Adams Street Park in Montgomery is earmarked to receive $100,000 from more than $389,000 for three state projects provided by the National Park Service Land and Water Conservation Fund.
The $100,000 in funding are designed to develop Adams Street Park, while the remainder of the LWCF outlay will go toward attracting visitors to the Oglebay Zoo in Wheeling and helping maintain Washington Park in Spencer.
Adams Street Park is “shovel ready,” Montgomery Mayor Greg Ingram said following the announcement of the funding. “The engineering studies and work are done and the design work is done.”
Ingram said the park project was launched approximately five years ago by City Recorder David White.
“He cleared the property by hand,” the mayor said. “It had a half-burned house on it. Mount Olive prisoners and volunteers helped him clear the land.
“He got a Small City Block Grant and did some float trips to raise money to put piling in the river to build piers,” Ingram added.
“It was going to take some big money. We applied with Land and Water Conservation Fund. It’s a 50-50 match that City Council has put back $100,000 to match. It’ll be a $200,000 project when it’s done,” Ingram said.
Ingram said city officials started working with the West Virginia Development Office and the National Park Service Land Water Conservation group several months ago, with progress delayed by the COVID-19 outbreak.
“It took about six or eight months to get this grant pushed through,” he said. “With COVID-19, there were a lot of roadblocks. Some environmental assessments had to be done and extra meetings had to take place and then we ran into COVID. Native Americans needed to approve this, and their offices were closed due to COVID. Finally, we got the clearance through the State Historic Preservation Office.
“The grant has been awarded, and we’re tickled to death,” Ingram said. “The park will be ADA accessible, located right between Montgomery General Hospital and the nursing home. That was by design. We wanted families to be able to go in and get they family members and let their relatives go out on the pier, enjoy the day, enjoy the evening, maybe fish a little bit. That’s going to happen.”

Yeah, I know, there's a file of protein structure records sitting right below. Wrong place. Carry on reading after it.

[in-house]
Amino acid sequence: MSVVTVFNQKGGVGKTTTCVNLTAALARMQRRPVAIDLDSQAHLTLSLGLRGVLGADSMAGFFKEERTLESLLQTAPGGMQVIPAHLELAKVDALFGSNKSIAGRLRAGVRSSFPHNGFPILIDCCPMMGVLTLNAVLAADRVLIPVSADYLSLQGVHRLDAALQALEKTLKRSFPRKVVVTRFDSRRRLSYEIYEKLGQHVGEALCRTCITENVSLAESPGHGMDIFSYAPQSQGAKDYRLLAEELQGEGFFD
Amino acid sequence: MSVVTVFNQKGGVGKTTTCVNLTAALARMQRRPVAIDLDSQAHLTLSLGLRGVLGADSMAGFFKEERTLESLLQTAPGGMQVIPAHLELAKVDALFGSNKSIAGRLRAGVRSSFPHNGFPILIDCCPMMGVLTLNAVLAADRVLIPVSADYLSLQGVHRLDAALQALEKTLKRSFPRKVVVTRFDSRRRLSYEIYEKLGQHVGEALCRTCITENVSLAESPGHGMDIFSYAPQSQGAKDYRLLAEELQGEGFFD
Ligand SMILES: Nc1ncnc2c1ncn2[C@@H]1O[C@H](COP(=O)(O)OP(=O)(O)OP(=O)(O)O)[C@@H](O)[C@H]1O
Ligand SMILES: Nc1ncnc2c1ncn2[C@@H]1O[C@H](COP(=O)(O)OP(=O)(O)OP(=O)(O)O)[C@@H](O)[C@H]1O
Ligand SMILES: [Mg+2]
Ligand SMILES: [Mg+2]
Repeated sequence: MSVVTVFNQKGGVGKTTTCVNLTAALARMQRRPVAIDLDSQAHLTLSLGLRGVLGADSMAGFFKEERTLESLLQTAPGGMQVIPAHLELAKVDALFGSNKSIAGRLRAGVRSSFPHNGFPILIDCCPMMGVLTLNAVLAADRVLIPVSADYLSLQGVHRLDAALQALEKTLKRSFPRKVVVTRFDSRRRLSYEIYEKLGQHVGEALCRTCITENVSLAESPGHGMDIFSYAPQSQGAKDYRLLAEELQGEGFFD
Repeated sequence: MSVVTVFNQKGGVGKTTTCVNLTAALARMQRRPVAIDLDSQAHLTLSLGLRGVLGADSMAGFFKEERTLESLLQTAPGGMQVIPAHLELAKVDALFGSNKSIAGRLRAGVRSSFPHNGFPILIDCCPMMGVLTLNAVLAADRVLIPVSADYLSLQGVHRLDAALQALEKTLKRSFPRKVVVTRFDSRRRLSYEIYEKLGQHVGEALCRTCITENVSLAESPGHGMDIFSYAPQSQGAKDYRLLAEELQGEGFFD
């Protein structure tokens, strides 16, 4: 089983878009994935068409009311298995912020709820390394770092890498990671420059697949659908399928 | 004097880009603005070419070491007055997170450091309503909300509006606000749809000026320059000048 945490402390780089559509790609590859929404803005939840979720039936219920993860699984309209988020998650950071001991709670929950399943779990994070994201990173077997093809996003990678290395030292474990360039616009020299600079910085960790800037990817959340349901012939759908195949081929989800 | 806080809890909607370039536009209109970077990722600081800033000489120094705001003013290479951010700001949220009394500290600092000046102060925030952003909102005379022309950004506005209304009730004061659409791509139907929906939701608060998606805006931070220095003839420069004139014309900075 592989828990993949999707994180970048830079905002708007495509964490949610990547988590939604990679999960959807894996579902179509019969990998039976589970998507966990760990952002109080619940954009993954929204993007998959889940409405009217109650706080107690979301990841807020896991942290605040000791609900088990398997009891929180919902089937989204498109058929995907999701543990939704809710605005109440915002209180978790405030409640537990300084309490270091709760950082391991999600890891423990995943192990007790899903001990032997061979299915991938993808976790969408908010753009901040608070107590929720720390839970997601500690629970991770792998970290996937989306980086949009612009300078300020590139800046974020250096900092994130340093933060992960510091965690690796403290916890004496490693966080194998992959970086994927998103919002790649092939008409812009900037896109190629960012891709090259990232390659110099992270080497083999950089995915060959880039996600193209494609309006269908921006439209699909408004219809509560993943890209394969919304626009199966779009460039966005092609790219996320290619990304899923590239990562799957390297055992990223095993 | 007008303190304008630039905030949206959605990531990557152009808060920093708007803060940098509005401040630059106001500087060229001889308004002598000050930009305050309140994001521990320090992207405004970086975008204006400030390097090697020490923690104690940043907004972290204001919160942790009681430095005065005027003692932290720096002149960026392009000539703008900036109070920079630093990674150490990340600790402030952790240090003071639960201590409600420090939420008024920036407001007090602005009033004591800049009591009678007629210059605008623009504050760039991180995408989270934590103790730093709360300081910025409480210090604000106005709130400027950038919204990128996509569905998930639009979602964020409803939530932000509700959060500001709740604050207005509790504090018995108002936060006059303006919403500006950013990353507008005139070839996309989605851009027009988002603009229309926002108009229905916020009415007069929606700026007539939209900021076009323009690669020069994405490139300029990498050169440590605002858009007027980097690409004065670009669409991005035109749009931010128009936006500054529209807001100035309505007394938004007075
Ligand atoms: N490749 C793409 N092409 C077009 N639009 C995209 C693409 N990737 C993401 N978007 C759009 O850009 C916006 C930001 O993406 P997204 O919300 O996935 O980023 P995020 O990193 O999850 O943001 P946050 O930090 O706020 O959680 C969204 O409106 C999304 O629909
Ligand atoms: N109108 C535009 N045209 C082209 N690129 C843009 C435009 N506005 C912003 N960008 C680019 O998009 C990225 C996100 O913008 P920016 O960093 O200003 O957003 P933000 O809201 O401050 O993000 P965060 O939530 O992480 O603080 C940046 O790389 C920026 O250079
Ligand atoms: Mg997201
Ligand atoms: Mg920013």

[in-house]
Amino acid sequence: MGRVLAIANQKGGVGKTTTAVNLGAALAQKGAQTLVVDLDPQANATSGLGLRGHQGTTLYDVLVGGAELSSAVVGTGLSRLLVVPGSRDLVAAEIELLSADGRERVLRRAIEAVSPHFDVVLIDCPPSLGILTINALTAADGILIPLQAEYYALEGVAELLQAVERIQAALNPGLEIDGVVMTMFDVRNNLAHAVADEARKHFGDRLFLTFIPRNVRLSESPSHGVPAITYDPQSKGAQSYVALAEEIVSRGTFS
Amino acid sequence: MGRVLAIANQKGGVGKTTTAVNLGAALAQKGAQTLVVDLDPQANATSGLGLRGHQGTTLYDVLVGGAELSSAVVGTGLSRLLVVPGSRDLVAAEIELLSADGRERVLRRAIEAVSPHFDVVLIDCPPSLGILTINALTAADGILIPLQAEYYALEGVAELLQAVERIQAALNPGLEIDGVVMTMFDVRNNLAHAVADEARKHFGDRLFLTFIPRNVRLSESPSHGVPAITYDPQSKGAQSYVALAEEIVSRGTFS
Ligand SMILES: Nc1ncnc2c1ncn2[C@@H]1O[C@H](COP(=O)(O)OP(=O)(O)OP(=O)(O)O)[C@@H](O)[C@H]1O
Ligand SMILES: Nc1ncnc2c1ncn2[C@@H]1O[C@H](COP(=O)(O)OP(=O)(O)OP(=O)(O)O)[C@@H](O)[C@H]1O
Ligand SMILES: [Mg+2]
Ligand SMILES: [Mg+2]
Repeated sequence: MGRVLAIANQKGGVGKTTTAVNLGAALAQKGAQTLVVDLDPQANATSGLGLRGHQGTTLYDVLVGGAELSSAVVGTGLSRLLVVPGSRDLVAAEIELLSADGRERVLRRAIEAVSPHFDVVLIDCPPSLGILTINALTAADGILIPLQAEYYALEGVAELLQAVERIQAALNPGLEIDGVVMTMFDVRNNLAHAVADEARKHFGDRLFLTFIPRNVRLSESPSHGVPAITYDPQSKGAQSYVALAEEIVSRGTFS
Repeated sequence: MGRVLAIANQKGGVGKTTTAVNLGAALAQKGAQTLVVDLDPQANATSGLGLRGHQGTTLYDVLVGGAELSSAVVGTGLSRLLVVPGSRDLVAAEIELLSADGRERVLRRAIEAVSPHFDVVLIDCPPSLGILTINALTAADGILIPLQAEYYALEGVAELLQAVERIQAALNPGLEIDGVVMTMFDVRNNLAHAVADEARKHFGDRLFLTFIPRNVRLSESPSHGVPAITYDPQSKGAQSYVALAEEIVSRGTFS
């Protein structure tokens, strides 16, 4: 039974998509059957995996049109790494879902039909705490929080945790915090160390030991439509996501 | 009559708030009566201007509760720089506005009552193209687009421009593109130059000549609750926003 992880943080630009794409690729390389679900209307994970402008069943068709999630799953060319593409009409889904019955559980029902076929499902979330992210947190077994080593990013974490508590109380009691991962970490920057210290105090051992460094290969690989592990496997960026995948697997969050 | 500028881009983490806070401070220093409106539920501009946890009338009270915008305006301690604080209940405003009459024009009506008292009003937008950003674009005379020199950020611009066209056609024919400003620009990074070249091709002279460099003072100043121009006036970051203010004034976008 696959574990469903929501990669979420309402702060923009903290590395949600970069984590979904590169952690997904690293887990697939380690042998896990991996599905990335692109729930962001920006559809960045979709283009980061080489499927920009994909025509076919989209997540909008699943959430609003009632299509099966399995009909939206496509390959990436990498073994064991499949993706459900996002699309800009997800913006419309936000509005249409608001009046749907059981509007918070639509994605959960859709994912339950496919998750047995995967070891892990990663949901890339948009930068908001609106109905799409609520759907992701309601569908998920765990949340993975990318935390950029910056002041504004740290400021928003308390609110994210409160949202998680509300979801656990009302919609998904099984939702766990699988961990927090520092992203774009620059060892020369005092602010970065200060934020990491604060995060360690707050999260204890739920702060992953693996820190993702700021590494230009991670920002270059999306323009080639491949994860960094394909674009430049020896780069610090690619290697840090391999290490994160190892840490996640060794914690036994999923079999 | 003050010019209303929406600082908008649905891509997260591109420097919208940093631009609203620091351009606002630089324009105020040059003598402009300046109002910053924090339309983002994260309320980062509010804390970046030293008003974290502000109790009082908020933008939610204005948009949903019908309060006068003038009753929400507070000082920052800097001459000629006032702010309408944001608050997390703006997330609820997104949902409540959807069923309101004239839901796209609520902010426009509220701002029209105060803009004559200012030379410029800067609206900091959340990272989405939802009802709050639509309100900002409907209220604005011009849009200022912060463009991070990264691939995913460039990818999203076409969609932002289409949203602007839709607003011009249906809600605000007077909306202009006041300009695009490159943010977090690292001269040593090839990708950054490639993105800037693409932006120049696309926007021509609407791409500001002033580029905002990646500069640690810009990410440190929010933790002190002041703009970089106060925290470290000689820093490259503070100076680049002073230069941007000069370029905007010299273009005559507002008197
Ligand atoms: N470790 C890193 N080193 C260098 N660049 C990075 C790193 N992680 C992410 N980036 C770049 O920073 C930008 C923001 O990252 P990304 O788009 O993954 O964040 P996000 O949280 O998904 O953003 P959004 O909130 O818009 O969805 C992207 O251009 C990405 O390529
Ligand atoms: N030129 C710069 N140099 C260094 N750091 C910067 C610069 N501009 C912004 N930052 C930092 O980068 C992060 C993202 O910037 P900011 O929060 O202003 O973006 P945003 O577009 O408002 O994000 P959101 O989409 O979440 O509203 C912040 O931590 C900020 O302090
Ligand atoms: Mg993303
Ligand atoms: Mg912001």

When the $100,000 becomes available to the city, Ingram forecast that the park will open in less than a year.
“It’ll probably take nine months,” he explained, “because we still have to bid the contracts and that type of stuff.”
West Virginia’s U.S. senators also weighed in on the announcement of the funding last week.
“West Virginia is home to wonderful public lands and recreational areas that provide West Virginians and visitors many opportunities to enjoy the Mountain State. To date, 54 of our 55 counties have benefited from the LWCF and with the passage of my Great American Outdoors Act, which secured full permanent funding for the LWCF, West Virginia will receive more funding to help improve our public spaces. I look forward to seeing the completion of these projects and will continue to advocate in Washington for our public lands,” said Sen. Joe Manchin (D-W.Va.) in a release from his office.
“The LWCF and NPS have been fantastic partners in West Virginia and continue to improve our public lands and increase recreational access for our residents,” Sen. Shelley Moore Capito (R-W.Va.) said in the release. “Just yesterday, I visited the Oglebay Zoo, which has had its best summer attendance in five years.
“It is important that we work in accordance with federal agencies to provide the outdoor resources and opportunities West Virginians are looking for, especially as we continue social distancing to mitigate the spread of COVID-19,” Capito added.
The Oglebay Zoo will receive $200,000 for renovations. Washington Park will receive $89,825.